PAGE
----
Friday, November 2, 2012

Program Yourself to Breathe More Deeply and More Freely – All the Time

 
Meditating on the breath is a profoundly beneficial exercise, but I think that most practitioners do not understand how the benefits are achieved and thus don’t know how to maximize them. I think that there are very specific physiological and psychological reasons for breathing meditation. In my opinion, the reason to focus on the breath is to retrain the unconscious breathing module in the brainstem and also to strengthen the diaphragmatic and intercostal muscles that power our breaths. This will allow us to breathe more slowly, more deeply, and less defensively. We all breathe defensively, some more so than others. Defensive breathing is made up of short, shallow and incomplete breaths and it contributes to stress and anxiety.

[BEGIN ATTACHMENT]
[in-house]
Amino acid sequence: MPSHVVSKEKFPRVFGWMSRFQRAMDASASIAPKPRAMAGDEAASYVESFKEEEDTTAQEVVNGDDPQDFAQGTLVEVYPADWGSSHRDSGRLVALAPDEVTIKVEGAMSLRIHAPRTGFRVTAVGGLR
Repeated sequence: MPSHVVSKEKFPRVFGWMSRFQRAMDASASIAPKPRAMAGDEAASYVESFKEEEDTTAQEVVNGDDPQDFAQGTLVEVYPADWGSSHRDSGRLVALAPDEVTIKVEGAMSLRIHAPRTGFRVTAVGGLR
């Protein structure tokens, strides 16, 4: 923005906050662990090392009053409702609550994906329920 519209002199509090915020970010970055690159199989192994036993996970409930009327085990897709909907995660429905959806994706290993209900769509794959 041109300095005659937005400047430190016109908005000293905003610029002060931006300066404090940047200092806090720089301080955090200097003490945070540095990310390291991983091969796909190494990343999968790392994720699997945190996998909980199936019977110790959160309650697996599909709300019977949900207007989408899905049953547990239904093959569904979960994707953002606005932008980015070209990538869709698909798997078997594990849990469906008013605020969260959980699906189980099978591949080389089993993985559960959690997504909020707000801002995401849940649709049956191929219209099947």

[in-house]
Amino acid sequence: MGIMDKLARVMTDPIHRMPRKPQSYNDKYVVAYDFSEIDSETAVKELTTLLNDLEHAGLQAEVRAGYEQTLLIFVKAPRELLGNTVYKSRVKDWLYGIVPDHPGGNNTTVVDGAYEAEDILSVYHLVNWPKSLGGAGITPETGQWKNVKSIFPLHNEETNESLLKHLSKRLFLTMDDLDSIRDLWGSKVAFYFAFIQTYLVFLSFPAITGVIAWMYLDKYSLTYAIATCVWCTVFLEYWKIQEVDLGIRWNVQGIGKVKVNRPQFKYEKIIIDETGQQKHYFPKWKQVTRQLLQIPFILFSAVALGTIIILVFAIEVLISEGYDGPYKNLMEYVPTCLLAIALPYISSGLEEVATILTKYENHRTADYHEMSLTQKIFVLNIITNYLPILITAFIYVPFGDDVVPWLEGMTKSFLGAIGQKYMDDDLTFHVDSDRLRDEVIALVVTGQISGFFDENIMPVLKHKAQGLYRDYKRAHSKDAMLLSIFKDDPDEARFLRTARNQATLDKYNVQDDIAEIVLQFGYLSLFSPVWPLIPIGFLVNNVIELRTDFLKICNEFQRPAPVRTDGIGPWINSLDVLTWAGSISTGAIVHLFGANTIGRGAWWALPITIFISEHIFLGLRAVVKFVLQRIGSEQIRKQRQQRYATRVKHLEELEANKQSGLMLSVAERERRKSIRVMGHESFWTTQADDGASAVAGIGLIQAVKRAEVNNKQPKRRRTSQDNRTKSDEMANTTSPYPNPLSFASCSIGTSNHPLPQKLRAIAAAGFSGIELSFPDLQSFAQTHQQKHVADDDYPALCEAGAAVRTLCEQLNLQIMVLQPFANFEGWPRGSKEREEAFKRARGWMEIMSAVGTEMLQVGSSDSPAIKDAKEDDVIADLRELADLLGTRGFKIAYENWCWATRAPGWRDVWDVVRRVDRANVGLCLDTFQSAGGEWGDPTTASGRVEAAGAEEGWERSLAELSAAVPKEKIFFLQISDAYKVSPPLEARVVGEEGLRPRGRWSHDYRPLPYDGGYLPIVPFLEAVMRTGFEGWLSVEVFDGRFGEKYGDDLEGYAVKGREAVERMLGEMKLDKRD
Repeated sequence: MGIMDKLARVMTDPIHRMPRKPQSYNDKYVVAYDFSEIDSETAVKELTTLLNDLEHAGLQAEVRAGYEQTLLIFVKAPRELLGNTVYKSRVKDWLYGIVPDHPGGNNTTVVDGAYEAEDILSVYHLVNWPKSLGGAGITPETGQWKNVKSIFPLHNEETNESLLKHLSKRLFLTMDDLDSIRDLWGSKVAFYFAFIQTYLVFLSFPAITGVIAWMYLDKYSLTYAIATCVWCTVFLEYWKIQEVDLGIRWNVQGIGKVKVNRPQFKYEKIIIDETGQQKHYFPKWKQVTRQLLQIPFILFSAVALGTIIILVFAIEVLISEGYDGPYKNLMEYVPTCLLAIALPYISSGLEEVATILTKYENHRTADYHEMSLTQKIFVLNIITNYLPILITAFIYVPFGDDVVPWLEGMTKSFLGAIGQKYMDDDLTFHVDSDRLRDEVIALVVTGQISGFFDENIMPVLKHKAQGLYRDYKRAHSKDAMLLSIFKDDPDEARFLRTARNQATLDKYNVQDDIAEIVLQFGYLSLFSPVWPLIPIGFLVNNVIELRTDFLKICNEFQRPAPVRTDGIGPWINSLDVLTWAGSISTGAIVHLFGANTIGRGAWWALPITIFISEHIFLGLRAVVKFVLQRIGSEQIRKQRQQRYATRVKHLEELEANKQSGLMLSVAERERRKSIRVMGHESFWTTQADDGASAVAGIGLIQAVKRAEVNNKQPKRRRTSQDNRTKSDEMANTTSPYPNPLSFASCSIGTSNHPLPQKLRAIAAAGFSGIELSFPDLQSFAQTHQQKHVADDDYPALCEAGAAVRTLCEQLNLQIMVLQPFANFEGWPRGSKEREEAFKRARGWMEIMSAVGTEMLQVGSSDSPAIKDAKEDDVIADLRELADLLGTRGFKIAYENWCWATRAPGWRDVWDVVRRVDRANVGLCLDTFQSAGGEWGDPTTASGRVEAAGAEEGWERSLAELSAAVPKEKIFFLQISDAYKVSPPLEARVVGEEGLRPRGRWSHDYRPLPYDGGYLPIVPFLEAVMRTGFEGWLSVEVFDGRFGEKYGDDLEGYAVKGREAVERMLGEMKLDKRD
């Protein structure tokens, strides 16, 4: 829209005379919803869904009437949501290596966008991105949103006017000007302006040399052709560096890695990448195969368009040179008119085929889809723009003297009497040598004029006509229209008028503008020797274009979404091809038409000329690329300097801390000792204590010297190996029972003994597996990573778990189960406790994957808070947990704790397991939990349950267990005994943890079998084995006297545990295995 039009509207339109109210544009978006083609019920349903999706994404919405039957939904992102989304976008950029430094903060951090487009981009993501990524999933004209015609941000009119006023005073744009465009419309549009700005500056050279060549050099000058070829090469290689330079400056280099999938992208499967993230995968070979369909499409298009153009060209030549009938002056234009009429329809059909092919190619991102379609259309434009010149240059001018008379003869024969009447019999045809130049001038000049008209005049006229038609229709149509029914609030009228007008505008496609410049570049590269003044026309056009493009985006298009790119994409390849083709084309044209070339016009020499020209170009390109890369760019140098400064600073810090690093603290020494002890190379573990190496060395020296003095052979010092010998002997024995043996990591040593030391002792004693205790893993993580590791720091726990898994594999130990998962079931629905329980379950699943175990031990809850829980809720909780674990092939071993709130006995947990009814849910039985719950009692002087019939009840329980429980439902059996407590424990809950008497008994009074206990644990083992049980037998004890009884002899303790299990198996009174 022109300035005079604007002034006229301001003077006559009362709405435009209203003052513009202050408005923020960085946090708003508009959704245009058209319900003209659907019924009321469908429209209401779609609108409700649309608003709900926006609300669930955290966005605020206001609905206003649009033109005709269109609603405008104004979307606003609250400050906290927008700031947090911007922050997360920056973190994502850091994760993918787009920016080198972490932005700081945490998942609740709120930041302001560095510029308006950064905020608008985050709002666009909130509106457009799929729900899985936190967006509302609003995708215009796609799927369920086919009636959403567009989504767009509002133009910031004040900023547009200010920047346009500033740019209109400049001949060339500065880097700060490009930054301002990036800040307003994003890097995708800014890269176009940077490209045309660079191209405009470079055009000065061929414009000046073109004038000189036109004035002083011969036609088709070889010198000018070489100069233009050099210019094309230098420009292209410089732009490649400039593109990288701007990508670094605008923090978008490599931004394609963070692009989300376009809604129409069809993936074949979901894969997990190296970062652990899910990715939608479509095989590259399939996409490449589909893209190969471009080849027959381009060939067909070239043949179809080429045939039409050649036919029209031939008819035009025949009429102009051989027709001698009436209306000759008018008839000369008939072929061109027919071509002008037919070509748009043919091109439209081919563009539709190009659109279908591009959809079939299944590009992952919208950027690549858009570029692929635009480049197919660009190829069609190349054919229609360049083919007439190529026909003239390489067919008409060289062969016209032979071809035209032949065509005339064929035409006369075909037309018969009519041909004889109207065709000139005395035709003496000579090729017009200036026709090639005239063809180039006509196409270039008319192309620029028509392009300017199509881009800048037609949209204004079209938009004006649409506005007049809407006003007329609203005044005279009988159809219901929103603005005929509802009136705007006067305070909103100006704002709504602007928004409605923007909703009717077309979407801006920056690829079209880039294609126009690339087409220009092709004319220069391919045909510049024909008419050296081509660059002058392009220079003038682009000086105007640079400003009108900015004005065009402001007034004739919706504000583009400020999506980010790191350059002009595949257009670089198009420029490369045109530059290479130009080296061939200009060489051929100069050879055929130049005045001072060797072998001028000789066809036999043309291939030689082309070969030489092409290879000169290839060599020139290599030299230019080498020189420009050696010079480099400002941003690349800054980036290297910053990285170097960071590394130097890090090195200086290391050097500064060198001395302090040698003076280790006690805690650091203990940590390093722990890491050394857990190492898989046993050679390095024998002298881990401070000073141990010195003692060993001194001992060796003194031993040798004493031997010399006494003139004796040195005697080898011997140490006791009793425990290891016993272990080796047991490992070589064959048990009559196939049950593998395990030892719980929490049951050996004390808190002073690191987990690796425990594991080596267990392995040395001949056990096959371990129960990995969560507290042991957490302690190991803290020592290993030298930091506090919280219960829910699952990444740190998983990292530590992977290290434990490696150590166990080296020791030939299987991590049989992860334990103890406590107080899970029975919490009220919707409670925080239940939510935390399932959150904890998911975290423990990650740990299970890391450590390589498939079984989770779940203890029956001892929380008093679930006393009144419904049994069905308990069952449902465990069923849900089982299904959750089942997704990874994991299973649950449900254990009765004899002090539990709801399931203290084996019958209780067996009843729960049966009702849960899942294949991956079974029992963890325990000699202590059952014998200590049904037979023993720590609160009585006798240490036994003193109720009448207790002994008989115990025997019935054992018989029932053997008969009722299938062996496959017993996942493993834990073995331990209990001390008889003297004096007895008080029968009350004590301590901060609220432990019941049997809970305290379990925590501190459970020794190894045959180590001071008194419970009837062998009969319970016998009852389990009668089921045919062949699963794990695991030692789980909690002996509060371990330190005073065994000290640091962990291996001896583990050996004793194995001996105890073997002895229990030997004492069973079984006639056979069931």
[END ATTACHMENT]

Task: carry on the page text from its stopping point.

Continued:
I bought myself a stethoscope recently and I use it to listen to my breathing. When you put the "bell" of the stethoscope up to your mouth you can hear tiny distortions and discontinuities in the breath – desperate little gasps. It became clear to me when listening carefully that breathing deeply can be a struggle. It shouldn't be though. Some of the force generated to create the suction for a breath comes easily at first, but the breath becomes more difficult and strenuous the longer you inhale. The more slowly and fully you breathe the more you can hear and feel these points of weakness in the breath. You do not need a stethoscope to hear this or feel it. When I don't have a stethoscope sometimes I will cup both of my hands between my mouth and ear. You want to listen for brief cessations or unevenness in the "so" sound. It sounds kind of like the voice when it "cracks." Breathing is strained whenever a single inhalation slows or is impeded briefly. When someone is very stressed you can often hear them straining for more breath – the inhalation will be punctuated by multiple rapid gasps. This happens when one is continuing to inhale despite their body's inclination to "switch" from inhalation to exhalation prematurely.